# What is the point group of hexachloridotitanate(III)?

I found the answer to this question to be $D_\mathrm{3h}$ but I am not convinced. Can someone explain me with a diagram if possible and explain why it doesn't belong to the octahedral point group $O_\mathrm{h}$?

• Six Cl can be arranged octahedrically all right, and the charges do not need to be arranged at all, so there must be some other reason... Jahn-Teller distortion, by any chance? – Ivan Neretin May 31 '17 at 12:44
• A figure would help here but if its regular then point group $O_h$ and if two opposite ligands extend or contract as @Ivan Neretin suggests then $D_{4h}$. $D_{3h}$ does not seem to fit at all but would for $\ce{TiCl5}$ – porphyrin May 31 '17 at 12:58
• Yeah, that too. If you distort an octahedron so as to keep the threefold axis, you get $D_{3d}$ at best. – Ivan Neretin May 31 '17 at 13:09
• Trigonal prismatic geometry would be D3h, but that would imply a very large distortion. – orthocresol May 31 '17 at 13:36
• – orthocresol May 31 '17 at 19:06

Getting straight to the point, I believe whichever reference you have that claims $D_\mathrm{3h}$ is incorrect.

Titanium(III) complexes were the first example presented in my coordination chemistry class to examine the energy difference between the $\mathrm{t_{2g}}$ and $\mathrm{e_g}$ orbitals, explain why it exists and where the colour of coordination compounds derives from including carefully examining the UV spectrum of titanium(III). Our lecturer, Professor Klüfers of the LMU Munich, explained that the hexaaquacomplex is practically octahedral in shape. However, there is not just a clean absorption band but rather a band with a shoulder. This is because the excited state of $\ce{[Ti(H2O)6]^3+}$ is Jahn–Teller distorted, having an uneven $\mathrm{e_g}$ population, meaning that two slightly different excitation energies exist.

One might go a step further and argue that even in the ground state a certain distortion should exist. If one were to pull (not push) the ligands in $z$-direction slightly closer to the central metal, this would destabilise any orbitals with $z$ contribution meaning that $\mathrm d_{xy}$ suddenly becomes the single most stable d orbital. This slight distortion which one might call anti-Jahn–Teller (since it is opposite to the classic Jahn–Teller distortion) could explain a reduction of symmetry from $O_\mathrm{h}$ to $D_{\mathrm{4h}}$.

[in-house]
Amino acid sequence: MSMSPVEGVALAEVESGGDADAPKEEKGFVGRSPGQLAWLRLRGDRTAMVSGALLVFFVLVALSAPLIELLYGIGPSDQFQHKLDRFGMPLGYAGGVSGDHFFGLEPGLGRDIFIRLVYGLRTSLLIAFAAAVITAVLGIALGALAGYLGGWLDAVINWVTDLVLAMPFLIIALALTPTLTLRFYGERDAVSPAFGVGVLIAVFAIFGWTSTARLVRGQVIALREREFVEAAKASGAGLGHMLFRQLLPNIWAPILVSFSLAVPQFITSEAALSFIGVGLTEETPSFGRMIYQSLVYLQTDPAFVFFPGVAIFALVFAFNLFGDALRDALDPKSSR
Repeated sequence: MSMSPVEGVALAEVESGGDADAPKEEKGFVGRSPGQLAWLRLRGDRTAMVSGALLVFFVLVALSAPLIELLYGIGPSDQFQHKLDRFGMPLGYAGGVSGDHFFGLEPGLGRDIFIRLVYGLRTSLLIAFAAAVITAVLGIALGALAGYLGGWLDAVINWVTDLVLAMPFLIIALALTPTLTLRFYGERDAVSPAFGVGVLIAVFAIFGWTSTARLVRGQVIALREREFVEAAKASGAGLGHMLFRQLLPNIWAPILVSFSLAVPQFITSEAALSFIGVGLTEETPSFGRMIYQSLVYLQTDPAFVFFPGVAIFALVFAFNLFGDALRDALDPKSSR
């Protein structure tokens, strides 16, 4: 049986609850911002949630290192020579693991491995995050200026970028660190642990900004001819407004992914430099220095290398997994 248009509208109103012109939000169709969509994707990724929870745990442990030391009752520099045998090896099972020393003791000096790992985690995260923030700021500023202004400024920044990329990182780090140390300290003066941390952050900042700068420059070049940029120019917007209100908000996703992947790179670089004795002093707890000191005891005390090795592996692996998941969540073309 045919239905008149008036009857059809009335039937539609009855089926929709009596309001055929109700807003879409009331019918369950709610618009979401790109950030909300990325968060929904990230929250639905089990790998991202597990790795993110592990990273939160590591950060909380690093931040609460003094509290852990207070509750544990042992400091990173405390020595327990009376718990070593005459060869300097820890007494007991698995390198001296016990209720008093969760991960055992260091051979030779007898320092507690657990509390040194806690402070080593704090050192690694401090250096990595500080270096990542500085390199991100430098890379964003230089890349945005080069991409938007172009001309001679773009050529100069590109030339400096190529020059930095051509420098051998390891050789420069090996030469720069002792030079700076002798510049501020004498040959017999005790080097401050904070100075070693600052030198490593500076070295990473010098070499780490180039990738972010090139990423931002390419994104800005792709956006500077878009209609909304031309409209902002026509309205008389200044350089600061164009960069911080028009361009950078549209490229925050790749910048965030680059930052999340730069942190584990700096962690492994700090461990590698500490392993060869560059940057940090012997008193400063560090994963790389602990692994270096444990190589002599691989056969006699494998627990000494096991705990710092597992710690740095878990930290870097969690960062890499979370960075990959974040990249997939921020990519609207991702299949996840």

$D_\mathrm{3h}$ symmetry is not consistent with octahedraloid coordination spheres at all. It is very common for pentacoordinated centres such as $\ce{PF5}$. The only way to have six ligands — as in hexachloridotitanate(III) — around a central metal in this point group would be a trigonal prism. That would be a very uncommon coordination sphere and I am sure I would have heard of it in the context of titanium(III) in said course above should it exist for this species. Indeed, the source orthocresol found and linked in the comments makes no mention of any distorted geometry at all:

The low-temperature structure results from rotations of the $\ce{[TiCl6]^3-}$ octahedra around a 4-fold axis. (Emphasis and square brackets mine)

Source: Amels, R.; Kremer, S.; Reinen, D. Jahn-Teller effect of titanium(3+) in octahedral coordination: a spectroscopic study of hexachlorotitanate (TiCl63-) complexes. Inorg. Chem. 1985, 24, 2751–2754. DOI: 10.1021/ic00212a009.

Hexachloridotitanate(|||) has D4h point group because structure distorted by Jahn -Teller distortion, two axial bonds get elongated. Point group can be determined as following..

• Aside from the illustration, this doesn't seem to add anything to the existing answer, which actually explains why there is JT distortion in the first place and cites literature sources, whereas your answer looks like a postulate. Also, please note that | and I are different symbols which are not interchangeable. In the absence of the proper Unicode symbol for Roman numeral three Ⅲ, typically three English letters I are allowed to be used: III. – andselisk Dec 3 '19 at 13:47